review WATERS OF THE SANJAN

The writer David Read was born in 1921 (or around that time) in Nairobi, a town that was struggling to get on its feet. His mother moved out of town with little David to run a hotel in the midst of Maasai territory. So, no wonder, David got to know his Maasai agemates and their culture.

In this books he follows the tracks of Dangoya, a small Maasai boy who had a difficult start in life. We see him grow up against all odds, we learn about Maasai society, how the morans deal with one another, how the old men deal with the younger ones.

David Read pays a lot of attention to the sexual life of the warriors. There is little fidelity in marriage. The warriors, even when married, keep on returning to their sweethearts of their younger days.  

Through hardship Dangoya becomes a leader, always willing to follow new ways. He is annoyed by the laziness of the other warriors, who prefer to let others do the work, preferably even the work of fighting.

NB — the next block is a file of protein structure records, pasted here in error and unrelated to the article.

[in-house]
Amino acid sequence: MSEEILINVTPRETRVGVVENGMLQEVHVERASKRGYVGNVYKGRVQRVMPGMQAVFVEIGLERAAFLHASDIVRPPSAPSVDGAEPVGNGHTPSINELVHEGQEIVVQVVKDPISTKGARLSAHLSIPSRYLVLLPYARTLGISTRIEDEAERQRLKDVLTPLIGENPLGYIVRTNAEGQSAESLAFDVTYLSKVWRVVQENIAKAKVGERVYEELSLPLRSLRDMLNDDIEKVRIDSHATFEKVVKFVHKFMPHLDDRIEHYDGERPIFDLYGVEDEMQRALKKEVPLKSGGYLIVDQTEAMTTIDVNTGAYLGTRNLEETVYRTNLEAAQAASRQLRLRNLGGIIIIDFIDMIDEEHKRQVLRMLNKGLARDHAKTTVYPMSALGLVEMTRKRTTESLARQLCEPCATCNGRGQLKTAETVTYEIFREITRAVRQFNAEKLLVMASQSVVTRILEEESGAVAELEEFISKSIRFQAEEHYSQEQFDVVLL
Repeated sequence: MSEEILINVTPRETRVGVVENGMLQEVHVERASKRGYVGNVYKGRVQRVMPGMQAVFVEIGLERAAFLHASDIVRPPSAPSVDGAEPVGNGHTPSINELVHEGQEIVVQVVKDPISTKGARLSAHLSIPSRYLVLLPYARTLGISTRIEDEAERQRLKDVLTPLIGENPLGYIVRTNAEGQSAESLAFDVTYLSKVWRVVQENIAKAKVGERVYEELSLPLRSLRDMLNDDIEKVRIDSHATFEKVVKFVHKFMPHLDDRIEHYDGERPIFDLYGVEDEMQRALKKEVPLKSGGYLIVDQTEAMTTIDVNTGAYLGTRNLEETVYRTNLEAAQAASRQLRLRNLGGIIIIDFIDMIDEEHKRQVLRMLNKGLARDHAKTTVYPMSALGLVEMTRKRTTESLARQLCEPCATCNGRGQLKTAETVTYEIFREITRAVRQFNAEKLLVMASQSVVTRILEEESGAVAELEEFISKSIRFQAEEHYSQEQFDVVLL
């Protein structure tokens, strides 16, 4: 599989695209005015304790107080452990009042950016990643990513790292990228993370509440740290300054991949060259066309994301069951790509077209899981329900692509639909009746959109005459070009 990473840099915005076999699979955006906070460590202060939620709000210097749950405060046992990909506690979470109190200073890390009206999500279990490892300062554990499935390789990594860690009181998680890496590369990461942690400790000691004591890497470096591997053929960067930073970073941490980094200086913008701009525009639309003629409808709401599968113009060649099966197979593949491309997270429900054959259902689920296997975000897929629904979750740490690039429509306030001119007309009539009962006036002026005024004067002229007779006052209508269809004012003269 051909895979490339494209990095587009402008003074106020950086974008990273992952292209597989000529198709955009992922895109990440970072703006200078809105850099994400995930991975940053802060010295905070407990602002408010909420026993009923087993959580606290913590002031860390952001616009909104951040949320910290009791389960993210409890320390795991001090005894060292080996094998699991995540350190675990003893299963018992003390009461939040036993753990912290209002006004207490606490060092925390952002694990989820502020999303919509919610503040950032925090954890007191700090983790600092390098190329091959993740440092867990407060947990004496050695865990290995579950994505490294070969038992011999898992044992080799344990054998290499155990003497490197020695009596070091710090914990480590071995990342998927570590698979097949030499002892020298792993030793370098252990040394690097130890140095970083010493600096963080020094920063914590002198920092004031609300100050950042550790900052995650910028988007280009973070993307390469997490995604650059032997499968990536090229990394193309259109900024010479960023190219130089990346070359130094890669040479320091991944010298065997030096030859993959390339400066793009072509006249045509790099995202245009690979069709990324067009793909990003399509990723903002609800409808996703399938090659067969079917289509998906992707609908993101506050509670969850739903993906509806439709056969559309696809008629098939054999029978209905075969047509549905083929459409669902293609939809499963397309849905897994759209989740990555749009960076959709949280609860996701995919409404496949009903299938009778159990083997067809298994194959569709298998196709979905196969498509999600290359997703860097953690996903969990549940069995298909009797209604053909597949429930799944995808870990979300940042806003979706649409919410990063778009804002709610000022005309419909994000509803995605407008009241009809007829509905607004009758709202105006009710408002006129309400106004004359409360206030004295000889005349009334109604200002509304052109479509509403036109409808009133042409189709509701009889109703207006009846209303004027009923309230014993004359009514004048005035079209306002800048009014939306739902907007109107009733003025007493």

He hears messages about a new tribe that is entering Maasai territory. He wants to know more about that. In this way he gets into contact with the tribe of Germans and the tribe of English. He witnesses the birth of the town of Arusha. We are at the brink of the outbrak of the Great War, that even was fought on East African soil. 

David Read (and Pamela Chapman) – Waters of the Sanjan – 1982

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semper

I enjoy reading about Africa. New books. Old books. By African writers. By non-African writers. Novel. History. Travel. Biographies. Autobiographies. Politics. Colonialism. Poetry.

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